The study, which was the largest such investigation to date, found that the hearts of the patients receiving bone-marrow derived stem cells showed a small but significant increase in the ability to pump oxygenated blood from the left ventricle, the heart's main pumping chamber, to the body.
"This is exactly the kind of information we need to move forward with the clinical use of stem cell therapy," said Emerson Perin, MD, PhD, Director of Clinical Research for Cardiovascular Medicine at THI, and one of the study's lead investigators.
Researchers found that left ventricular ejection fraction increased by a small but significant amount (2.7%) in patients who received stem cell therapy. The study also revealed that the improvement in ejection fraction correlated with the number of certain stem cells known as CD34+ and CD133+ in the bone marrow.
Patients' bone marrow cells underwent further study, which determined that younger patients had a higher content of CD34+ and CD133+ cells in their bone marrow and had higher ejection fractions after stem cell treatment. This kind of analysis will help identify which patients are most likely to benefit from cell therapy.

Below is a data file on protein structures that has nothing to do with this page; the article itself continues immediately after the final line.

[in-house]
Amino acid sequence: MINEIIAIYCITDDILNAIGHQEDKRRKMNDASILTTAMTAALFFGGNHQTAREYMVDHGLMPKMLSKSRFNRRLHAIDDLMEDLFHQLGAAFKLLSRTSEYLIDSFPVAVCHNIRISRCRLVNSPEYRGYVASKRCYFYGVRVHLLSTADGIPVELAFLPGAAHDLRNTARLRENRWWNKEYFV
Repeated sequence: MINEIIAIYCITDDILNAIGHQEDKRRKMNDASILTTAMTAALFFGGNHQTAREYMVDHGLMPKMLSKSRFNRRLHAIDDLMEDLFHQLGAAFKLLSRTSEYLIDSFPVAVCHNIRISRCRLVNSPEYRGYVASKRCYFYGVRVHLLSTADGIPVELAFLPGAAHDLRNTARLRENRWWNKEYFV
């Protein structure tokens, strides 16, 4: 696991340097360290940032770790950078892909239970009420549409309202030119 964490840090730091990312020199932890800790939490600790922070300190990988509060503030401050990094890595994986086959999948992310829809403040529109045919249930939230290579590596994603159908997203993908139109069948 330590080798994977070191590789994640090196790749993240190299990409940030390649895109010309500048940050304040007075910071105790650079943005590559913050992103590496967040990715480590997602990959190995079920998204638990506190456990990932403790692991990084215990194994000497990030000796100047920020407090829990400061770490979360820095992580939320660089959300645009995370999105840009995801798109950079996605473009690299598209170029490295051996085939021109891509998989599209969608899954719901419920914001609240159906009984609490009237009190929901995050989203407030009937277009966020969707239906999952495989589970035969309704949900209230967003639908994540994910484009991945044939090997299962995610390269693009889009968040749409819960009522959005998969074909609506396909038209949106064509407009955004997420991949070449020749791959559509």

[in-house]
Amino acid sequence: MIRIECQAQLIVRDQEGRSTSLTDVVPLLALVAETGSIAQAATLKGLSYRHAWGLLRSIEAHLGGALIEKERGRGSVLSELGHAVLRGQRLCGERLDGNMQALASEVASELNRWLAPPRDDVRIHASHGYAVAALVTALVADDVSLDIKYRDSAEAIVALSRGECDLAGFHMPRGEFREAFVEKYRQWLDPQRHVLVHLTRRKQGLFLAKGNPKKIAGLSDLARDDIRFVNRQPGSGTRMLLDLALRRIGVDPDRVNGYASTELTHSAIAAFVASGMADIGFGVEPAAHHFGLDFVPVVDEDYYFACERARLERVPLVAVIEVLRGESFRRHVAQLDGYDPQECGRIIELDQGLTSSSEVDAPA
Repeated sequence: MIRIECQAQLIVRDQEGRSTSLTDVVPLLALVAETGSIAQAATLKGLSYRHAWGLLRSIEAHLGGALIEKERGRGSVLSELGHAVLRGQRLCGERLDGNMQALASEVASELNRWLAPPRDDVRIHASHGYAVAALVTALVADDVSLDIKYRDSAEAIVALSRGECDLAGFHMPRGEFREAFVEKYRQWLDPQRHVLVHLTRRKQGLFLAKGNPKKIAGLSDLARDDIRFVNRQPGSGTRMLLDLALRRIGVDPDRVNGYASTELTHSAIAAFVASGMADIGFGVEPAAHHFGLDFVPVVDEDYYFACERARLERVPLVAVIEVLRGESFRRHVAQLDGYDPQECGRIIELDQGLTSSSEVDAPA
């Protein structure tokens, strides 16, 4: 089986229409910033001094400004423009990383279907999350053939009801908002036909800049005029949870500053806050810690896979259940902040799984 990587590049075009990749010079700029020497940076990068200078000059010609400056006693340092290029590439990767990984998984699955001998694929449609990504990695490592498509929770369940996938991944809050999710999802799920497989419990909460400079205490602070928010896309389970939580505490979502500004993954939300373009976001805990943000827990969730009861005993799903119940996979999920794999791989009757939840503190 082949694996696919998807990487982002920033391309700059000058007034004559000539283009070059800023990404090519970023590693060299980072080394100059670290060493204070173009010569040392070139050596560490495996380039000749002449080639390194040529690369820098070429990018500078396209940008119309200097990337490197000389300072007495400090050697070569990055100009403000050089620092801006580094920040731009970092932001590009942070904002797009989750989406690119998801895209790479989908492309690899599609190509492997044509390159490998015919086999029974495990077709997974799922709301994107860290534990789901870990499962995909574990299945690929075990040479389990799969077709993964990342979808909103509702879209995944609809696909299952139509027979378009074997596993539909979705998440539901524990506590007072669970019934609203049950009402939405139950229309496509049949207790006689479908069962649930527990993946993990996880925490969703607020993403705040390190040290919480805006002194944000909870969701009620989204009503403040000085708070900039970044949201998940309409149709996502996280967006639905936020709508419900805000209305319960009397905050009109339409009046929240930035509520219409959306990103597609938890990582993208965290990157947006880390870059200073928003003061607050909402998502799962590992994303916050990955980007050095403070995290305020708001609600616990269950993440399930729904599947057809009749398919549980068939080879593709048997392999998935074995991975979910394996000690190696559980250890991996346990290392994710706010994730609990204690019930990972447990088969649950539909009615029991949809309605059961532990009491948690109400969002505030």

According to Dennis Lox, MD, a sports, physical and regenerative medicine specialist in the Tampa Bay area, stem cells appear to hold great promise in treating a variety of diseases and conditions. Some conditions, such as joint, tendon and muscle injury, are treatable now with stem cells. Other conditions, such as ALS, diabetes and MS, appear to be treatable, but widespread treatment is still in the near-future.
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Dennis M. Lox, M.D. is board certified in Physical Medicine and Rehabilitation. Since 1990, he has used sports medicine techiques and cutting-edge technology to help heal musculoskeletal injuries and relieve pain.